In 2019 I wrote a series of posts here: A short history of ‘good’ and ‘bad’ Muslims in the Netherlands. It was an exploration of the distinction between acceptable and unacceptable Islam and Muslims resonated throughout Dutch history. In the beginning of this year the editors of the Dutch journal Trajecta. Religion, Culture and Society in the Low Countries, asked me to submit the posts as an article to the journal which I happily but also reluctantly accepted. My reluctance stemmed from the idea that I’m anthropologist not a historian. So I have chosen to explore the historical relationship between Islam and the Netherlands from a very specific angle within the context of the contemporary debates. Thanks to the useful comments of the reviewers, I think I have managed to bring together a wide variety of sources on the historical Dutch Islam (oh, and more is to come on that front) with a perspective on the contemporary securitization and racialization of Islam.
Trajecta focuses on the modern history of religion (Christianity, Judaism, Islam, ‘new’ religions) and the accompanying processes of transformation.
Trajecta is published in cooperation with KADOC-KU Leuven, Documentation and Research Centre on Religion, Culture and Society, the Historical Documentation Centre for Dutch Protestantism (1800-present) at the Vrije Universiteit Amsterdam (HDC), the Catholic Documentation Centre at the Radboud University Nijmegen (KDC) and the Archives and Documentation Centre of the Reformed Churches in the Netherlands at the Theological University Kampen (ADC).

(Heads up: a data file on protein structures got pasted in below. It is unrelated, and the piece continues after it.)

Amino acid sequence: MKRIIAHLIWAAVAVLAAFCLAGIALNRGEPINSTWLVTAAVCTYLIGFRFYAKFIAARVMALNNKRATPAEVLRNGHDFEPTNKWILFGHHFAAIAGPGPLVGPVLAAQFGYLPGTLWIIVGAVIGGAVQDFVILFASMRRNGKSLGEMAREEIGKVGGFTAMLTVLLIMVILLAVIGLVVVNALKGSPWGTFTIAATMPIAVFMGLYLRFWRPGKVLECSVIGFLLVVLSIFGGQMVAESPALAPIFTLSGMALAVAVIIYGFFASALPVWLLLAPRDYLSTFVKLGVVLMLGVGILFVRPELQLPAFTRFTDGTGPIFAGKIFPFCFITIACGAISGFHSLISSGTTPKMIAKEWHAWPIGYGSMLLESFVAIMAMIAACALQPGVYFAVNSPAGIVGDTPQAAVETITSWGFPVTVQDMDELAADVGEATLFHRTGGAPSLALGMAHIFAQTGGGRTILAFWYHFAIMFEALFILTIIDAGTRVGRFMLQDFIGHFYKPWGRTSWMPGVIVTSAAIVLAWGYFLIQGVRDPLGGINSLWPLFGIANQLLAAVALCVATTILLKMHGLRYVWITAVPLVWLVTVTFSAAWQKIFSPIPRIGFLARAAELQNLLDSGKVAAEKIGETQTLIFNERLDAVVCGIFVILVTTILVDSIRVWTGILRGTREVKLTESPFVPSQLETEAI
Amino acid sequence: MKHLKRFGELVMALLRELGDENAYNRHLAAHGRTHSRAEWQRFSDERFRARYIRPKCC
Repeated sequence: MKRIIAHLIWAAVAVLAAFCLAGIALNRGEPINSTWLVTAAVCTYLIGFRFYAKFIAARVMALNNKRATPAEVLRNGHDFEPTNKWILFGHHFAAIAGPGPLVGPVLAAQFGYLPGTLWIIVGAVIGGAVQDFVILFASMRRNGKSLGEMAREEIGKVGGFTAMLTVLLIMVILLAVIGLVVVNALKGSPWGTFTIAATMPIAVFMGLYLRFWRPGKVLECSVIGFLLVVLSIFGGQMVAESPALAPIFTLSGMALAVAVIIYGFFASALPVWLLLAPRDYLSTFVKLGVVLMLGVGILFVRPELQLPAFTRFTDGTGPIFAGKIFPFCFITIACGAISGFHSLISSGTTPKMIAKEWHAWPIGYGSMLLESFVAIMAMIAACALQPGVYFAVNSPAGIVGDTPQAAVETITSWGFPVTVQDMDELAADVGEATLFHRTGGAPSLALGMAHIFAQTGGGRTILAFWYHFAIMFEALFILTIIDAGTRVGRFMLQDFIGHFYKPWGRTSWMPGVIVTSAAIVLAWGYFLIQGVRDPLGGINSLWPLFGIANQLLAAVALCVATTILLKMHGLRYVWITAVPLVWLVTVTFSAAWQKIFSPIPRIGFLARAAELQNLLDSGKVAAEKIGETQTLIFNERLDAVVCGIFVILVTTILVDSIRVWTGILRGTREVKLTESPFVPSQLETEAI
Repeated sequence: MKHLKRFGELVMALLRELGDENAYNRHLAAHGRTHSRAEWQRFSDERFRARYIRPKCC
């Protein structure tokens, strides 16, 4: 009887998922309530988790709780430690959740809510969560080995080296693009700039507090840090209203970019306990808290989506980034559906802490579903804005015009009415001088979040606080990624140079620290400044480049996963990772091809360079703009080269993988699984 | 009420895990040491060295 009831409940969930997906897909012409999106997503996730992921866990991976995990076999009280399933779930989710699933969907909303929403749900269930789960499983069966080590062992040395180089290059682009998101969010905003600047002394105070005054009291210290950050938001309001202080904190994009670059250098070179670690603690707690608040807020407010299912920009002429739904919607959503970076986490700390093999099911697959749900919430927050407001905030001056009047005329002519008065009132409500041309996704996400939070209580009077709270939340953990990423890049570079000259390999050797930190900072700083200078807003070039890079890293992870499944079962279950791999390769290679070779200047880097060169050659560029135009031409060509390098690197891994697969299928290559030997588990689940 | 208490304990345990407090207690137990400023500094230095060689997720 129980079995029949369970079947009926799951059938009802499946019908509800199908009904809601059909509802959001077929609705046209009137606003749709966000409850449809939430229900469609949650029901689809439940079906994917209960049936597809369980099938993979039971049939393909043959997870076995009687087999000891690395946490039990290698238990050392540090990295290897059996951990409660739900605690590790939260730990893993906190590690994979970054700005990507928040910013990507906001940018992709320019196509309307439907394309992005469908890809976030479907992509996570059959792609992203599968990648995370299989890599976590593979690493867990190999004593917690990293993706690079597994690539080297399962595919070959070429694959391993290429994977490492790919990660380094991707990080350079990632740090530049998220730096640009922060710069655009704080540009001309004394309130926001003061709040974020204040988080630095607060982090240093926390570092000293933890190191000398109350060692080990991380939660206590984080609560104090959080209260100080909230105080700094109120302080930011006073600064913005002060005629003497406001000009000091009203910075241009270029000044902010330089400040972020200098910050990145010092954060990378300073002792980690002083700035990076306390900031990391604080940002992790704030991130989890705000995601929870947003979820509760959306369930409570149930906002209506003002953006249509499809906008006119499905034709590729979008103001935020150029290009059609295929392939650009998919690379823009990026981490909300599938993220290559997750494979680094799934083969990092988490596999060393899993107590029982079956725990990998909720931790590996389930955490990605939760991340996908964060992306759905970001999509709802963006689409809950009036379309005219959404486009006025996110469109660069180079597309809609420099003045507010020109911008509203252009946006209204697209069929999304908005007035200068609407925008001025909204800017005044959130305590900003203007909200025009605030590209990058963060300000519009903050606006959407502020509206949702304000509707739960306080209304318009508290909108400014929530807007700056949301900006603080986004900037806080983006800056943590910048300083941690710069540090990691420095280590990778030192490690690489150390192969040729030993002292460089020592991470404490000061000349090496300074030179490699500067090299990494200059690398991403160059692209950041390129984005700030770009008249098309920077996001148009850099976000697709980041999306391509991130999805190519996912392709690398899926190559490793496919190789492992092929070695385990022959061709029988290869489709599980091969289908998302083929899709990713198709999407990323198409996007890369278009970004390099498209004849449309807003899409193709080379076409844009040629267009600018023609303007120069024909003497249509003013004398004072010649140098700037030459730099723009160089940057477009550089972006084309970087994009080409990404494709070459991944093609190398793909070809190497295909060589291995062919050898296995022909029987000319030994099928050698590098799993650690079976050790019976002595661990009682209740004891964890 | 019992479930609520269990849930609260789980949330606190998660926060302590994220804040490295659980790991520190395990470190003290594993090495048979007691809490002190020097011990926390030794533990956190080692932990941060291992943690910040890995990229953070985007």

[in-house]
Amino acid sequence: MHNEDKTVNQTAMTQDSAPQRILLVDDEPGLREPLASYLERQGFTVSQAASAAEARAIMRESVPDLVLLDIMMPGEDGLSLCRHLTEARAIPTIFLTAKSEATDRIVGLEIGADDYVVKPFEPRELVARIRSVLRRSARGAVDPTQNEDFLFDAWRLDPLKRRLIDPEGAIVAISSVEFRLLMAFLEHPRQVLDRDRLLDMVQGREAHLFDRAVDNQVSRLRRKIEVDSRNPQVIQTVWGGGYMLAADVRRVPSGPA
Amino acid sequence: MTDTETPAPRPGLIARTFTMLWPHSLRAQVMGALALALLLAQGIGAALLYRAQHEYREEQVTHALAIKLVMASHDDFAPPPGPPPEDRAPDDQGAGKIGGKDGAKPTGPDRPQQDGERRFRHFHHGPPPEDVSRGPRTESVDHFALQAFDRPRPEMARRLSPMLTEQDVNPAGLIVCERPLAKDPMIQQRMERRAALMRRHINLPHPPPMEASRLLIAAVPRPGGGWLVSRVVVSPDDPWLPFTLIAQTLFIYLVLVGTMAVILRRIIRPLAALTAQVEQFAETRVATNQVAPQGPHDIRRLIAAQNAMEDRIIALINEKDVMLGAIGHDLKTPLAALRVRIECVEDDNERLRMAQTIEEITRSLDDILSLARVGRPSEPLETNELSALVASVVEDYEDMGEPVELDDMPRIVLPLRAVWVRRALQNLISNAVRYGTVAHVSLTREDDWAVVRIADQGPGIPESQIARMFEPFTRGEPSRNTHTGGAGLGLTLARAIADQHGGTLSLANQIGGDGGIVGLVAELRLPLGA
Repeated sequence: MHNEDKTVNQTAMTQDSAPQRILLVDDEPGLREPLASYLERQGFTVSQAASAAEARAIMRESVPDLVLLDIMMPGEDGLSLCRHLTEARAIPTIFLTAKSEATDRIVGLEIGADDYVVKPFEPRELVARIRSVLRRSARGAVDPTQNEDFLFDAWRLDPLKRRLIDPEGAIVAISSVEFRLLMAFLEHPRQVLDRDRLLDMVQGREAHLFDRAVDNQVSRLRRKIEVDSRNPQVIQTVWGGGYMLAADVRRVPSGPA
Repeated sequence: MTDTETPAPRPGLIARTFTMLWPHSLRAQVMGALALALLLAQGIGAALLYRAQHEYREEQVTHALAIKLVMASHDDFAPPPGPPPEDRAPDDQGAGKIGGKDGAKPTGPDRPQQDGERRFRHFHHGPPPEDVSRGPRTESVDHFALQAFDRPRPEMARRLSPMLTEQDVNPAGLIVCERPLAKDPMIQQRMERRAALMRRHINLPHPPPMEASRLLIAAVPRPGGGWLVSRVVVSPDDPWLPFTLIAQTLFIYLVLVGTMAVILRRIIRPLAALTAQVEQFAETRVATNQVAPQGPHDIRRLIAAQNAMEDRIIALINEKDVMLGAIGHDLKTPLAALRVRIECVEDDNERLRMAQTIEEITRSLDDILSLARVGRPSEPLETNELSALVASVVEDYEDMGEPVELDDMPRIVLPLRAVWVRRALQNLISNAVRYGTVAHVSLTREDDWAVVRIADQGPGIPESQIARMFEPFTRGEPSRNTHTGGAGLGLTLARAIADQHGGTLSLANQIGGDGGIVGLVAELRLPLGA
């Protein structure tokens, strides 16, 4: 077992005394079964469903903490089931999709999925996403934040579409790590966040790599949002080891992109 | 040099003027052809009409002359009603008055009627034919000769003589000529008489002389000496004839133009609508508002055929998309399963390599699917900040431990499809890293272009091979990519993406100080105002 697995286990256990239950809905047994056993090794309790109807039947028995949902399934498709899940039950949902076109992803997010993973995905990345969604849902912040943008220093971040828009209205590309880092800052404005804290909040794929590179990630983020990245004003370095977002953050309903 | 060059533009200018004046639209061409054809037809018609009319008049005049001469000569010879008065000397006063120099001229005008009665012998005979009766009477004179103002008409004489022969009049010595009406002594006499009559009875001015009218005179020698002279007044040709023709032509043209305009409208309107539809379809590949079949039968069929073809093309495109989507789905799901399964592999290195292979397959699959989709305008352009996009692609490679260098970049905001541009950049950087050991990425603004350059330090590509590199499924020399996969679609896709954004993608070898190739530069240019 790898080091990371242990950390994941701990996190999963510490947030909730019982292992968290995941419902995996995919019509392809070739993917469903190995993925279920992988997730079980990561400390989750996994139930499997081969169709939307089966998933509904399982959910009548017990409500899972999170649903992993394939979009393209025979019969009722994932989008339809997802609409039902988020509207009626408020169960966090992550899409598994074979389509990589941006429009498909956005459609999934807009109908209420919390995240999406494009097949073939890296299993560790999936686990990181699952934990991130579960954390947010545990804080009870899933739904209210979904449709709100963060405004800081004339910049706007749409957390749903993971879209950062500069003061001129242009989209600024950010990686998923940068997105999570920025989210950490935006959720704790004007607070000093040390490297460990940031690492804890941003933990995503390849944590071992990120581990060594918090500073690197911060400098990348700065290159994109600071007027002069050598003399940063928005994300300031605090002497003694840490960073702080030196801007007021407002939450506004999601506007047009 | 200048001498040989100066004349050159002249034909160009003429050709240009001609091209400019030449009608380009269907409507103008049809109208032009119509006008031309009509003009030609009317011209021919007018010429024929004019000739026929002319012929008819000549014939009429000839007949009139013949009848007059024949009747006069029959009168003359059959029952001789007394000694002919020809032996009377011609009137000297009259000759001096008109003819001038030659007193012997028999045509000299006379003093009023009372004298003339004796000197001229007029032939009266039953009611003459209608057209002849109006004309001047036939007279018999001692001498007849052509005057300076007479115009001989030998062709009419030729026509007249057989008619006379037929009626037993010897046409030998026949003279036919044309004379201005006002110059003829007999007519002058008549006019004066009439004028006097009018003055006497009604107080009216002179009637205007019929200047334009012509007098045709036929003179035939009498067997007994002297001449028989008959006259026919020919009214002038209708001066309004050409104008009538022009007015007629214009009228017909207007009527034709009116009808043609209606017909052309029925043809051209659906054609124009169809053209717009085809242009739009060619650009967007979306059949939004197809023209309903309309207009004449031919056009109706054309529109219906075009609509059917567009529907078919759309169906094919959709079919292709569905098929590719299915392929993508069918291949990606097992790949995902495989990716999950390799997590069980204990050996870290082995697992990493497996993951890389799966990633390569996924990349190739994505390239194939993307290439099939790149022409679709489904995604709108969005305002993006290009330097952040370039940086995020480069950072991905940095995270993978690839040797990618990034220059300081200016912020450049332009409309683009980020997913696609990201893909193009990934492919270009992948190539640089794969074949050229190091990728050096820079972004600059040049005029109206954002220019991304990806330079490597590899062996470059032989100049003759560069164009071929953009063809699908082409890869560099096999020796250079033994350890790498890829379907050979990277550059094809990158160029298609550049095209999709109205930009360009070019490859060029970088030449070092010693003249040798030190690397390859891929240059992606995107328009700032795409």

In contemporary debates on religion and multiculturalism in the Netherlands, Islam is hypervisible as a ‘problem’ originating from outside Europe ‐ the discussion of which draws a clear distinction between the ‘good’ and ‘bad’ Muslims. Yet, at the same time, almost no reference is made to the Dutch history of Islam and Muslims prior to World War II. Based on a study of the literature on the history of Islam and the Netherlands during the 16th and 17th centuries and covering the colonial rule of Indonesia and the rise of Indonesian communities in the Netherlands during the interwar period, I trace how the distinction between ‘good’ and ‘bad’ Muslims resonates throughout Dutch history. I show how the trope of ‘good’ and ‘bad’ Muslims can be found in different, and sometimes contradictory ways and was determined by the local and global interests of the ruling elites and their desire to maintain peace and order to prevent politically dissenting Islamic ideas and transnational movements from influencing local Muslims.
You can download and read the article HERE (paywall).